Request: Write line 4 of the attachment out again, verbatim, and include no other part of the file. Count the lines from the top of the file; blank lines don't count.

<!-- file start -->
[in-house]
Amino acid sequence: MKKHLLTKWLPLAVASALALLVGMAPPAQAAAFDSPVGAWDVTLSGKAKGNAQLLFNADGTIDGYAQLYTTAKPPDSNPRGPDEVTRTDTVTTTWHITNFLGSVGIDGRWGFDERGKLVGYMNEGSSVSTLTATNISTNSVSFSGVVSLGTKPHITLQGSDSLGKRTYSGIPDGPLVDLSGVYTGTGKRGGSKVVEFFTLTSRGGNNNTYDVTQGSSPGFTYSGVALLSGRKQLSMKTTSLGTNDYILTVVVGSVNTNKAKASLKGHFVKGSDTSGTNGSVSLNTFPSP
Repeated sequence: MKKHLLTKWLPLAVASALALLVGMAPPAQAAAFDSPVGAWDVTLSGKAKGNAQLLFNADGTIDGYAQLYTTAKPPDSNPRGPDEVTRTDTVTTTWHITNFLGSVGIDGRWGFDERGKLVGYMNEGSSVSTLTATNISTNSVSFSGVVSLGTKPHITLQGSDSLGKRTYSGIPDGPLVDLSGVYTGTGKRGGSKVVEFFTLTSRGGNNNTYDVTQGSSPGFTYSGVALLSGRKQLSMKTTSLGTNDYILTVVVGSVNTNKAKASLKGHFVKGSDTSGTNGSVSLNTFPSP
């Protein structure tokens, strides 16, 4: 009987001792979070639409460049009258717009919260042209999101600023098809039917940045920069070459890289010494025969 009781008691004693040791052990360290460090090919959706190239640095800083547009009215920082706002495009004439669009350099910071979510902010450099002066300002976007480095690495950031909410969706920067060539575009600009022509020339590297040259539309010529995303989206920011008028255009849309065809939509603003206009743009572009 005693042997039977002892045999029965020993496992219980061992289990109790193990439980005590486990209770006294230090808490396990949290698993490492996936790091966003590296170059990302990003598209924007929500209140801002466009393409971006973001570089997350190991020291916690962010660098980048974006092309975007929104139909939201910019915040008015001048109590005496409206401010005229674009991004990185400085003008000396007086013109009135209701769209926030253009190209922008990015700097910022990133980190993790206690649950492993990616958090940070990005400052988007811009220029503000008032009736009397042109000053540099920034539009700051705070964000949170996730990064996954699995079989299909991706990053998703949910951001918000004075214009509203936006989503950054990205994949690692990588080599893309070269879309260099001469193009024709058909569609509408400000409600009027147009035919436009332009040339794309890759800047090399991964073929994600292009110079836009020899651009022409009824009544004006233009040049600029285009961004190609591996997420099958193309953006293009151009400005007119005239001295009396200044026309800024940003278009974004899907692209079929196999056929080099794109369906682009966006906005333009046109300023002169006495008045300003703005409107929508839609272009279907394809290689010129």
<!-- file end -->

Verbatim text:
């Protein structure tokens, strides 16, 4: 009987001792979070639409460049009258717009919260042209999101600023098809039917940045920069070459890289010494025969 009781008691004693040791052990360290460090090919959706190239640095800083547009009215920082706002495009004439669009350099910071979510902010450099002066300002976007480095690495950031909410969706920067060539575009600009022509020339590297040259539309010529995303989206920011008028255009849309065809939509603003206009743009572009 005693042997039977002892045999029965020993496992219980061992289990109790193990439980005590486990209770006294230090808490396990949290698993490492996936790091966003590296170059990302990003598209924007929500209140801002466009393409971006973001570089997350190991020291916690962010660098980048974006092309975007929104139909939201910019915040008015001048109590005496409206401010005229674009991004990185400085003008000396007086013109009135209701769209926030253009190209922008990015700097910022990133980190993790206690649950492993990616958090940070990005400052988007811009220029503000008032009736009397042109000053540099920034539009700051705070964000949170996730990064996954699995079989299909991706990053998703949910951001918000004075214009509203936006989503950054990205994949690692990588080599893309070269879309260099001469193009024709058909569609509408400000409600009027147009035919436009332009040339794309890759800047090399991964073929994600292009110079836009020899651009022409009824009544004006233009040049600029285009961004190609591996997420099958193309953006293009151009400005007119005239001295009396200044026309800024940003278009974004899907692209079929196999056929080099794109369906682009966006906005333009046109300023002169006495008045300003703005409107929508839609272009279907394809290689010129």